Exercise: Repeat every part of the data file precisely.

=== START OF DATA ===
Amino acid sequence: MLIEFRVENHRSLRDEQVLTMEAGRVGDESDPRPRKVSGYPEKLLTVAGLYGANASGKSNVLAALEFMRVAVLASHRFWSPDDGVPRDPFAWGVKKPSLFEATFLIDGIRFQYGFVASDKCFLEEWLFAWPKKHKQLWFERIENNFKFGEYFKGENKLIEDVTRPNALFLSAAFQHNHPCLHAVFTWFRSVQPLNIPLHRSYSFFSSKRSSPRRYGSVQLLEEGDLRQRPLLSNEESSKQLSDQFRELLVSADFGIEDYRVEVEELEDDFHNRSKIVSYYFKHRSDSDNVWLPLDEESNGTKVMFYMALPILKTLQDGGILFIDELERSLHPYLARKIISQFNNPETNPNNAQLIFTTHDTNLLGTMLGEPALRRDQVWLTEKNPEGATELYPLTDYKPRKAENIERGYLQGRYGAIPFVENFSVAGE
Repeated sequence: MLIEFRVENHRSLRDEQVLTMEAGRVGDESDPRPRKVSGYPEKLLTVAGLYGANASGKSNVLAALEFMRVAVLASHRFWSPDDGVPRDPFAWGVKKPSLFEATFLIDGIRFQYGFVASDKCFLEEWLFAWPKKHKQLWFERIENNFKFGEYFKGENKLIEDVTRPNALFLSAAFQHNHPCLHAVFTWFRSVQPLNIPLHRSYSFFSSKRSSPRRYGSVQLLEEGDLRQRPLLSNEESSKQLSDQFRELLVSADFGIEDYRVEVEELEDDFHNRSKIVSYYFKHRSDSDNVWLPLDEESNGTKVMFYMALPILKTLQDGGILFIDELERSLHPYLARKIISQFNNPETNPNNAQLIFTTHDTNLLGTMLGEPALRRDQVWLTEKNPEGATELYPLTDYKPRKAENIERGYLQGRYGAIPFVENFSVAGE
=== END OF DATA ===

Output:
Amino acid sequence: MLIEFRVENHRSLRDEQVLTMEAGRVGDESDPRPRKVSGYPEKLLTVAGLYGANASGKSNVLAALEFMRVAVLASHRFWSPDDGVPRDPFAWGVKKPSLFEATFLIDGIRFQYGFVASDKCFLEEWLFAWPKKHKQLWFERIENNFKFGEYFKGENKLIEDVTRPNALFLSAAFQHNHPCLHAVFTWFRSVQPLNIPLHRSYSFFSSKRSSPRRYGSVQLLEEGDLRQRPLLSNEESSKQLSDQFRELLVSADFGIEDYRVEVEELEDDFHNRSKIVSYYFKHRSDSDNVWLPLDEESNGTKVMFYMALPILKTLQDGGILFIDELERSLHPYLARKIISQFNNPETNPNNAQLIFTTHDTNLLGTMLGEPALRRDQVWLTEKNPEGATELYPLTDYKPRKAENIERGYLQGRYGAIPFVENFSVAGE
Repeated sequence: MLIEFRVENHRSLRDEQVLTMEAGRVGDESDPRPRKVSGYPEKLLTVAGLYGANASGKSNVLAALEFMRVAVLASHRFWSPDDGVPRDPFAWGVKKPSLFEATFLIDGIRFQYGFVASDKCFLEEWLFAWPKKHKQLWFERIENNFKFGEYFKGENKLIEDVTRPNALFLSAAFQHNHPCLHAVFTWFRSVQPLNIPLHRSYSFFSSKRSSPRRYGSVQLLEEGDLRQRPLLSNEESSKQLSDQFRELLVSADFGIEDYRVEVEELEDDFHNRSKIVSYYFKHRSDSDNVWLPLDEESNGTKVMFYMALPILKTLQDGGILFIDELERSLHPYLARKIISQFNNPETNPNNAQLIFTTHDTNLLGTMLGEPALRRDQVWLTEKNPEGATELYPLTDYKPRKAENIERGYLQGRYGAIPFVENFSVAGE